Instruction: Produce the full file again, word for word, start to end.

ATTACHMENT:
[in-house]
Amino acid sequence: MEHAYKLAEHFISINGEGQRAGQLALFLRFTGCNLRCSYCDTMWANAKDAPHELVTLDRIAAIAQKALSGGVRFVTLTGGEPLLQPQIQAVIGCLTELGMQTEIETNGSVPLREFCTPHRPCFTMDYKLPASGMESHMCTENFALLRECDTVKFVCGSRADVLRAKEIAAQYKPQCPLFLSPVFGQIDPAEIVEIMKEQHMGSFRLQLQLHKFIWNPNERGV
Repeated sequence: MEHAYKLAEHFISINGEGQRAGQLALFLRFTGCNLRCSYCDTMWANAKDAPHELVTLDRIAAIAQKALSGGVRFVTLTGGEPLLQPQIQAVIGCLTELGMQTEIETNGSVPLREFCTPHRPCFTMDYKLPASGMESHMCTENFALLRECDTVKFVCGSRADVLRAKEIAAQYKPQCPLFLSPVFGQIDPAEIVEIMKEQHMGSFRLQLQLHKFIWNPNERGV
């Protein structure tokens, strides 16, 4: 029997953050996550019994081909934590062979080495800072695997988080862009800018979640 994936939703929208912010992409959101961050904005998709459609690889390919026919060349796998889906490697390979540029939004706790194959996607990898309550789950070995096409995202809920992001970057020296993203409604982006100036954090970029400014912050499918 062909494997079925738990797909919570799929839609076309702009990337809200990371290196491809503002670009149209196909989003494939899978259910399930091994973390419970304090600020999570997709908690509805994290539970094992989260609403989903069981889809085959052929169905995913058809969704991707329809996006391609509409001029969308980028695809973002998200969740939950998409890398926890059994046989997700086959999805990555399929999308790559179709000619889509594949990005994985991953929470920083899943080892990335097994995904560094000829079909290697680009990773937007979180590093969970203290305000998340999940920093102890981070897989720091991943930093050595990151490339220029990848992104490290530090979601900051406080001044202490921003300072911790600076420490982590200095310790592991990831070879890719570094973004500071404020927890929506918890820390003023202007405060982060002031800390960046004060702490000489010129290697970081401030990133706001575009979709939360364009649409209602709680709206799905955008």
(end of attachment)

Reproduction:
[in-house]
Amino acid sequence: MEHAYKLAEHFISINGEGQRAGQLALFLRFTGCNLRCSYCDTMWANAKDAPHELVTLDRIAAIAQKALSGGVRFVTLTGGEPLLQPQIQAVIGCLTELGMQTEIETNGSVPLREFCTPHRPCFTMDYKLPASGMESHMCTENFALLRECDTVKFVCGSRADVLRAKEIAAQYKPQCPLFLSPVFGQIDPAEIVEIMKEQHMGSFRLQLQLHKFIWNPNERGV
Repeated sequence: MEHAYKLAEHFISINGEGQRAGQLALFLRFTGCNLRCSYCDTMWANAKDAPHELVTLDRIAAIAQKALSGGVRFVTLTGGEPLLQPQIQAVIGCLTELGMQTEIETNGSVPLREFCTPHRPCFTMDYKLPASGMESHMCTENFALLRECDTVKFVCGSRADVLRAKEIAAQYKPQCPLFLSPVFGQIDPAEIVEIMKEQHMGSFRLQLQLHKFIWNPNERGV
């Protein structure tokens, strides 16, 4: 029997953050996550019994081909934590062979080495800072695997988080862009800018979640 994936939703929208912010992409959101961050904005998709459609690889390919026919060349796998889906490697390979540029939004706790194959996607990898309550789950070995096409995202809920992001970057020296993203409604982006100036954090970029400014912050499918 062909494997079925738990797909919570799929839609076309702009990337809200990371290196491809503002670009149209196909989003494939899978259910399930091994973390419970304090600020999570997709908690509805994290539970094992989260609403989903069981889809085959052929169905995913058809969704991707329809996006391609509409001029969308980028695809973002998200969740939950998409890398926890059994046989997700086959999805990555399929999308790559179709000619889509594949990005994985991953929470920083899943080892990335097994995904560094000829079909290697680009990773937007979180590093969970203290305000998340999940920093102890981070897989720091991943930093050595990151490339220029990848992104490290530090979601900051406080001044202490921003300072911790600076420490982590200095310790592991990831070879890719570094973004500071404020927890929506918890820390003023202007405060982060002031800390960046004060702490000489010129290697970081401030990133706001575009979709939360364009649409209602709680709206799905955008």